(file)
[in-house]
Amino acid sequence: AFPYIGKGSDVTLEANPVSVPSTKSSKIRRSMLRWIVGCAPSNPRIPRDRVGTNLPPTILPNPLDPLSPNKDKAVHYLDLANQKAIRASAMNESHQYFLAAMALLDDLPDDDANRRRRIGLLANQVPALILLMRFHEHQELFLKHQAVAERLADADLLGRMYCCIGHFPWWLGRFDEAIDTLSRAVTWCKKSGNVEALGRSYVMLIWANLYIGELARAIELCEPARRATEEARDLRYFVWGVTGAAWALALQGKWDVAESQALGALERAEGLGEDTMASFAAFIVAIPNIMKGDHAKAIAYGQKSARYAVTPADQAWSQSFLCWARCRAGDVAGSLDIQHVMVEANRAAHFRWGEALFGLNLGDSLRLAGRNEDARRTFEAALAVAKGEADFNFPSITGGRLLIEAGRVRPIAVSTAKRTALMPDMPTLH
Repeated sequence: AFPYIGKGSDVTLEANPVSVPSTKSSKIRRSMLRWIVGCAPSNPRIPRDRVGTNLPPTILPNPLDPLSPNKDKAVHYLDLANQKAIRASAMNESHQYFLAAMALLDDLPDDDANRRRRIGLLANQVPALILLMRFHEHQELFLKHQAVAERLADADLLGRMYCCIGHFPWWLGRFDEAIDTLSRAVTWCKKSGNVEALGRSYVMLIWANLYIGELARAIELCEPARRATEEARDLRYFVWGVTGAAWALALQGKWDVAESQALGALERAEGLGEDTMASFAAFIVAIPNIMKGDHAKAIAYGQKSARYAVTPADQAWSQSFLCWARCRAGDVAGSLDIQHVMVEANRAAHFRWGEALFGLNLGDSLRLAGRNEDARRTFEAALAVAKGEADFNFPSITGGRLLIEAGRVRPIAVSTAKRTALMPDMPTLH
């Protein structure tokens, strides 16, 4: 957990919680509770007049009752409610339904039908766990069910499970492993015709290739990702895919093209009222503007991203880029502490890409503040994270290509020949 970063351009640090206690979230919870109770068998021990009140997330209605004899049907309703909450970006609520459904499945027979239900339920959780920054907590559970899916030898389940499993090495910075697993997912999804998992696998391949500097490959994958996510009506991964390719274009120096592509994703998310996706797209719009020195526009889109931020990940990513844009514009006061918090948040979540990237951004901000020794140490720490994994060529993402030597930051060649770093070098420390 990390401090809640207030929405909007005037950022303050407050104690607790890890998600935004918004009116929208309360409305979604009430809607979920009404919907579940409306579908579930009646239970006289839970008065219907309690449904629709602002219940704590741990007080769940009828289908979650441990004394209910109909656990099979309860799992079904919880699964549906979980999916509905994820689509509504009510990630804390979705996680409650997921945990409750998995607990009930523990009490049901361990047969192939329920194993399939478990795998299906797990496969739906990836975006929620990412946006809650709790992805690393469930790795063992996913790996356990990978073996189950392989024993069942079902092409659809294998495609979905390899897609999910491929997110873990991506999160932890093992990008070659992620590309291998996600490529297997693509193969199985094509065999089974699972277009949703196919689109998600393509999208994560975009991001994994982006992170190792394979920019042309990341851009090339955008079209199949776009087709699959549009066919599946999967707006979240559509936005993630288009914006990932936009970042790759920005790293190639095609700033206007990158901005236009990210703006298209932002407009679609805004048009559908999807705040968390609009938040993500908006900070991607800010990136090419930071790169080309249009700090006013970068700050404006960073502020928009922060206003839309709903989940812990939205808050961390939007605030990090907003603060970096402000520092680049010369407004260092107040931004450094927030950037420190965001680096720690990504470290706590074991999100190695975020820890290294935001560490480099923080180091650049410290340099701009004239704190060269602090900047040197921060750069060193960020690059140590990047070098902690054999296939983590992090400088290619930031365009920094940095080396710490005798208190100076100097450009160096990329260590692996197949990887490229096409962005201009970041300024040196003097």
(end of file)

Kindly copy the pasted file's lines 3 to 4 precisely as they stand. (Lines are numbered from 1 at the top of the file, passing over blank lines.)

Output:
Repeated sequence: AFPYIGKGSDVTLEANPVSVPSTKSSKIRRSMLRWIVGCAPSNPRIPRDRVGTNLPPTILPNPLDPLSPNKDKAVHYLDLANQKAIRASAMNESHQYFLAAMALLDDLPDDDANRRRRIGLLANQVPALILLMRFHEHQELFLKHQAVAERLADADLLGRMYCCIGHFPWWLGRFDEAIDTLSRAVTWCKKSGNVEALGRSYVMLIWANLYIGELARAIELCEPARRATEEARDLRYFVWGVTGAAWALALQGKWDVAESQALGALERAEGLGEDTMASFAAFIVAIPNIMKGDHAKAIAYGQKSARYAVTPADQAWSQSFLCWARCRAGDVAGSLDIQHVMVEANRAAHFRWGEALFGLNLGDSLRLAGRNEDARRTFEAALAVAKGEADFNFPSITGGRLLIEAGRVRPIAVSTAKRTALMPDMPTLH
């Protein structure tokens, strides 16, 4: 957990919680509770007049009752409610339904039908766990069910499970492993015709290739990702895919093209009222503007991203880029502490890409503040994270290509020949 970063351009640090206690979230919870109770068998021990009140997330209605004899049907309703909450970006609520459904499945027979239900339920959780920054907590559970899916030898389940499993090495910075697993997912999804998992696998391949500097490959994958996510009506991964390719274009120096592509994703998310996706797209719009020195526009889109931020990940990513844009514009006061918090948040979540990237951004901000020794140490720490994994060529993402030597930051060649770093070098420390 990390401090809640207030929405909007005037950022303050407050104690607790890890998600935004918004009116929208309360409305979604009430809607979920009404919907579940409306579908579930009646239970006289839970008065219907309690449904629709602002219940704590741990007080769940009828289908979650441990004394209910109909656990099979309860799992079904919880699964549906979980999916509905994820689509509504009510990630804390979705996680409650997921945990409750998995607990009930523990009490049901361990047969192939329920194993399939478990795998299906797990496969739906990836975006929620990412946006809650709790992805690393469930790795063992996913790996356990990978073996189950392989024993069942079902092409659809294998495609979905390899897609999910491929997110873990991506999160932890093992990008070659992620590309291998996600490529297997693509193969199985094509065999089974699972277009949703196919689109998600393509999208994560975009991001994994982006992170190792394979920019042309990341851009090339955008079209199949776009087709699959549009066919599946999967707006979240559509936005993630288009914006990932936009970042790759920005790293190639095609700033206007990158901005236009990210703006298209932002407009679609805004048009559908999807705040968390609009938040993500908006900070991607800010990136090419930071790169080309249009700090006013970068700050404006960073502020928009922060206003839309709903989940812990939205808050961390939007605030990090907003603060970096402000520092680049010369407004260092107040931004450094927030950037420190965001680096720690990504470290706590074991999100190695975020820890290294935001560490480099923080180091650049410290340099701009004239704190060269602090900047040197921060750069060193960020690059140590990047070098902690054999296939983590992090400088290619930031365009920094940095080396710490005798208190100076100097450009160096990329260590692996197949990887490229096409962005201009970041300024040196003097």